O.C. Not For the Gulls With Falcon Program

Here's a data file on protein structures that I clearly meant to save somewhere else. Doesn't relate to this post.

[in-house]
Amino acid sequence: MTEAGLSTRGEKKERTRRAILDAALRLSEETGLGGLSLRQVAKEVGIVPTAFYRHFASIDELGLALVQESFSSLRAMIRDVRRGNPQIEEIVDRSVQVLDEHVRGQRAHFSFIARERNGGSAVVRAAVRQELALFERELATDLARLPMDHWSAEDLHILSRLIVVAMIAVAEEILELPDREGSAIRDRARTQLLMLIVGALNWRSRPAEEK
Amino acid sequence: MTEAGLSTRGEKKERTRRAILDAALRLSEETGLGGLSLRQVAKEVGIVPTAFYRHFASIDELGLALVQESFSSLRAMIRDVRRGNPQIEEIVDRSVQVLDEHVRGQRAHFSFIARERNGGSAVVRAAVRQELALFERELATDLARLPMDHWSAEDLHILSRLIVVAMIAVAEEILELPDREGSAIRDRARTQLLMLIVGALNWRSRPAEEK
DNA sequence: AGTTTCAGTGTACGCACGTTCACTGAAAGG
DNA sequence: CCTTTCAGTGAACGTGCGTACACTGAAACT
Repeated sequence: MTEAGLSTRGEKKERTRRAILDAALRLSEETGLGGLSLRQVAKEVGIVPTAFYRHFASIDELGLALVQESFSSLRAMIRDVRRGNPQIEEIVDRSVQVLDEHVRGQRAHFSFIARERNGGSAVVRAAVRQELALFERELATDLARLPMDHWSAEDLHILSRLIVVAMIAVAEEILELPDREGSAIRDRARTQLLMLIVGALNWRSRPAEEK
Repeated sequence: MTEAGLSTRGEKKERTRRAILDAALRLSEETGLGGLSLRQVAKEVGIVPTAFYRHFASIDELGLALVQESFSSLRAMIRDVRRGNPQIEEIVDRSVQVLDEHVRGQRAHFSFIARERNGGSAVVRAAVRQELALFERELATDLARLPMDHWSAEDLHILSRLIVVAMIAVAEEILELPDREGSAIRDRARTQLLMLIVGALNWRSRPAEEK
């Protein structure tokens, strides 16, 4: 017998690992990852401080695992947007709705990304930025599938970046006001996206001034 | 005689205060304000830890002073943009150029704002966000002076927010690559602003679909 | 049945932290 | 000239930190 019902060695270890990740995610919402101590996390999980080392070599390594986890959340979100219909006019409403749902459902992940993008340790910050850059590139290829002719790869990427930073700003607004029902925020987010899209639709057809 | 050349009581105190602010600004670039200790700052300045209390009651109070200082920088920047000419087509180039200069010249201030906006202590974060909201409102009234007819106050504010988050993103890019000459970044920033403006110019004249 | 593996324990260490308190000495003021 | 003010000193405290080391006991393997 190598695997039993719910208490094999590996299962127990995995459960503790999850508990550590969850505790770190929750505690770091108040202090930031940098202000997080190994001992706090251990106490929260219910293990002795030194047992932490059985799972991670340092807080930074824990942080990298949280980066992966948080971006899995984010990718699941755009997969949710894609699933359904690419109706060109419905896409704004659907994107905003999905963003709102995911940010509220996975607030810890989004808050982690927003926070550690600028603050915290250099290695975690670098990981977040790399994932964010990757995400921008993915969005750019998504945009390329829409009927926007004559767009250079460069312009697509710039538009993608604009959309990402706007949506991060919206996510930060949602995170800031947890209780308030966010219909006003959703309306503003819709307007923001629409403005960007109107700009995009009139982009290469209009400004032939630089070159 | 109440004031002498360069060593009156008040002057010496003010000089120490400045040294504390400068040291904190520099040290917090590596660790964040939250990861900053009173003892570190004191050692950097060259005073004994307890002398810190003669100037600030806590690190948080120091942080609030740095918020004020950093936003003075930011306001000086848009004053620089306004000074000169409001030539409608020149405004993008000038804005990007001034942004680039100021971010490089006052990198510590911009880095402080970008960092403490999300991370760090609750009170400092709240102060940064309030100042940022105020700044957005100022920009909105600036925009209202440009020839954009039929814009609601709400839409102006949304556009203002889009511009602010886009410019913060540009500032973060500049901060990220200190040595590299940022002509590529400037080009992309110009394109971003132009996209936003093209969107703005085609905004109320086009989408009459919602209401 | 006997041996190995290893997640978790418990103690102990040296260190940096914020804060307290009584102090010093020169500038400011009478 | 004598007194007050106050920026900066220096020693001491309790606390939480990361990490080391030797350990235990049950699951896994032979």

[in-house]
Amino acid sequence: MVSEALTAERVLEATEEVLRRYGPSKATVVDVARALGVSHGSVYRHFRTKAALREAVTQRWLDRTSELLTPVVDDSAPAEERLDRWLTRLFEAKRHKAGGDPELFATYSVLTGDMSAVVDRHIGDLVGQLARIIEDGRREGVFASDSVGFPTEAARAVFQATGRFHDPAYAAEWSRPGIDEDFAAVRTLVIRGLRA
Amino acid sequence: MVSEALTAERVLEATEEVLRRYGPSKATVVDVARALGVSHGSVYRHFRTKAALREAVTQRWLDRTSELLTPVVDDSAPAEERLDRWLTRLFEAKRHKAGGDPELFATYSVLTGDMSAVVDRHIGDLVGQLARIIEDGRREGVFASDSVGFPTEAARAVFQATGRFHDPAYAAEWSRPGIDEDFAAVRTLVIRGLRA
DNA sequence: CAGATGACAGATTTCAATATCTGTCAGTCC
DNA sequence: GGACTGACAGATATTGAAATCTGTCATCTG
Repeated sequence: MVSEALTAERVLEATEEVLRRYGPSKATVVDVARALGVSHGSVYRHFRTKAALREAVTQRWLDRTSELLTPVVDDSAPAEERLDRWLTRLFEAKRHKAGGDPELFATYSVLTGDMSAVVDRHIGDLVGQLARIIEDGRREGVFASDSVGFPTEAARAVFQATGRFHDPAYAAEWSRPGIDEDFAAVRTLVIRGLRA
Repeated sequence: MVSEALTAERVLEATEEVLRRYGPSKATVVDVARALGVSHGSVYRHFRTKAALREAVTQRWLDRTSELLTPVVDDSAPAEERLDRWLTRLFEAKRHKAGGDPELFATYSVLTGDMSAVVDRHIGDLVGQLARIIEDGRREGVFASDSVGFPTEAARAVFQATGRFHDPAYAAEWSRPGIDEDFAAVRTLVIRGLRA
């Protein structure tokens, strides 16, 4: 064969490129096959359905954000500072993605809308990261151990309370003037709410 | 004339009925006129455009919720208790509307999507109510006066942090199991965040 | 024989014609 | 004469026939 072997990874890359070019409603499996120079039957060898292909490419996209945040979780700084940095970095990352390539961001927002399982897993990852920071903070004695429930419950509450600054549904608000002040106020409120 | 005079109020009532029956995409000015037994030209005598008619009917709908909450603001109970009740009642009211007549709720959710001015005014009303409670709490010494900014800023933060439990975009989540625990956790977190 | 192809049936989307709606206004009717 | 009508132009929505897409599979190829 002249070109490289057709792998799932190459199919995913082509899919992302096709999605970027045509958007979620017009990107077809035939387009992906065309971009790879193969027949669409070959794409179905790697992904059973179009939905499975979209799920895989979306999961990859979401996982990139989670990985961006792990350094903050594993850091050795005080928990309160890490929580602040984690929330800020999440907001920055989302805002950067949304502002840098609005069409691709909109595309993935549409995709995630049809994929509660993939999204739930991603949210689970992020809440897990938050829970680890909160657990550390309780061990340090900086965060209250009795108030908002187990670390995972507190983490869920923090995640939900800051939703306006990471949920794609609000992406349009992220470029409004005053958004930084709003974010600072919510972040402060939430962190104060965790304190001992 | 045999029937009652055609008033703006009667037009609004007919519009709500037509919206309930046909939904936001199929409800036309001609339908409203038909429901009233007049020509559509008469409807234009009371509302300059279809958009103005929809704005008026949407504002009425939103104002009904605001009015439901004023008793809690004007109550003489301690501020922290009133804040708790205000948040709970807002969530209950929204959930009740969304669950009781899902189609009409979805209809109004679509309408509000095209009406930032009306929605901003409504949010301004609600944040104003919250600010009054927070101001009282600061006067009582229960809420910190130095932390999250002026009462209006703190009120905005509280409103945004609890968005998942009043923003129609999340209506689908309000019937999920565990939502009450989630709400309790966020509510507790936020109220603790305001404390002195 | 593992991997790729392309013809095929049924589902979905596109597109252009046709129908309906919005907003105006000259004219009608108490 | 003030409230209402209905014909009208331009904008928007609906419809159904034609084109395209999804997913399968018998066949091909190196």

first_imgBy MADDY VITALEJust weeks ago, Ocean City’s Boardwalk and beach at times had the appearance of the Hitchcock movie, “The Birds,” with seagulls making a home atop eateries and umbrellas awaiting an opportune time to snatch food from unsuspecting visitors and residents.Not anymore, thanks to a group of raptors brought in by East Coast Falcons as part of Mayor Jay Gillian’s plan to get rid of the pesky gulls. The raptors chase the gulls away by scaring, not killing, them.On Sunday afternoon, Boardwalk strollers and beachgoers seemed to be the only ones flocking to the boards and the sands. And to the delight of many of the tourists and residents, they could eat whatever treats they wanted without fear of the swooping gulls. “OC” gets ready to take flight.Terry Silber, of Philadelphia, her son, Freddy Silber, and his fiancé, Blair Rogers, sat on a bench and enjoyed eating pizza without being harassed by the gulls.“I think it is wonderful,” Terry Silber said. “It is unbelievable. It is definitely working.”“It’s great we can enjoy pizza without the birds trying to take it away,” her son added.Others had the same sentiment as they munched on French fries, ice cream and candy.“The last time I was here it was a nightmare,” said Kevin Gibson, of Hillsborough, N.J., who is vacationing with family in Ocean City for the week. He sat on a bench and nibbled on a heaping portion of French fries.“I am having no problems eating my fries now,” Gibson said with a laugh. “There aren’t even barely any seagulls around.”From left, Freddy Silber, his fiancé, Blair Rogers, and his mother, Terry Silber, of Philadelphia, enjoy some slices.Joe Colon, of South Philadelphia, ducked under an awning of a pizzeria to enjoy a slice.But he wasn’t hiding his food from seagulls. He wanted to get out of the sun for a bit before he headed back to the beach to be with his family members, whom he said, were eating with no problems, minus the seagulls. The Colons come to Ocean City nearly every weekend in the summer, he said.Sunday was a lot different than earlier this summer, he noted.“There’s only a few seagulls. You expect some. The last time we were here there were a lot,” Colon said.Joe Colon, of South Philadelphia, says he loves not having to worry about gulls swooping down to steal his pizza.Whether it was a restaurant, beach umbrella, or picnic-style lunch on the beach, it seemed seagulls weren’t around.Some vacationers wondered if the gulls decided to get out of town.Janice Campbell, of Medford Lakes, and her family were well aware of the falcon program in Ocean City. She owns a vacation home in Ocean City and the family visits the resort often throughout the summer.“It is absolutely working,” Campbell said as she ate her salad on the beach. “My kids said at night there are no seagulls. That would be cool to see. We just saw kids with containers of food opened on their towels and there were no seagulls around.”From left, Janice Campbell, of Medford Lakes, and her daughter, Jessica with her friend, Lainey Derus, relax at the beach.Just a couple days before, on Friday, people on the Boardwalk saw the raptor program in action with a takeoff.P.J. Simonis, a falconer with East Coast Falcons, walked one of the “watch birds” down the Boardwalk. “OC,” a recently trained Harris hawk, was sent out to patrol the skies.Crowds watched in amazement. One woman asked how the hawk comes back to Simonis. “The birds trust us because we give them reason to,” Simonis said. “It is all about trust.”The raptors patrol Ocean City’s skies each day from 10 a.m. to 10 p.m. The falcons and hawks work the day shift, while an owl takes over at night.Lines of people chatted and waited for their food instead of shooing away gulls.The raptors are sent out to the “hot spot” areas of the Boardwalk where there are eateries.When it is time for the birds to return from their “shift,” the falconers use a whistle. They can watch the bird’s changing location on a GPS tracker.The gull abatement program is said to be the first of its kind for a town at the Jersey Shore.East Coast Falcons is being paid $2,100 per day under a contract that is expected to run through Labor Day, the traditional end of the bustling summer tourism season. Not a seagull in sight on these beach umbrellas.At a recent City Council meeting, City Business Administrator George Savastano said, “As of today, reports about the effectiveness of the program are encouraging.”The program is expected to return next summer if it proves successful this year. East Coast Falcons will be paid a total of $65,100 for its services this summer through Labor Day.Janice Campbell said it might not be necessary.“It is really kind of crazy,” she said of the program’s effectiveness. “We’ll see what happens next year. Hopefully the seagulls will have gotten the signal and they will go somewhere else next year.” Kevin Gibson, of Hillsborough, N.J., takes his time eating fries without fear of gulls.last_img read more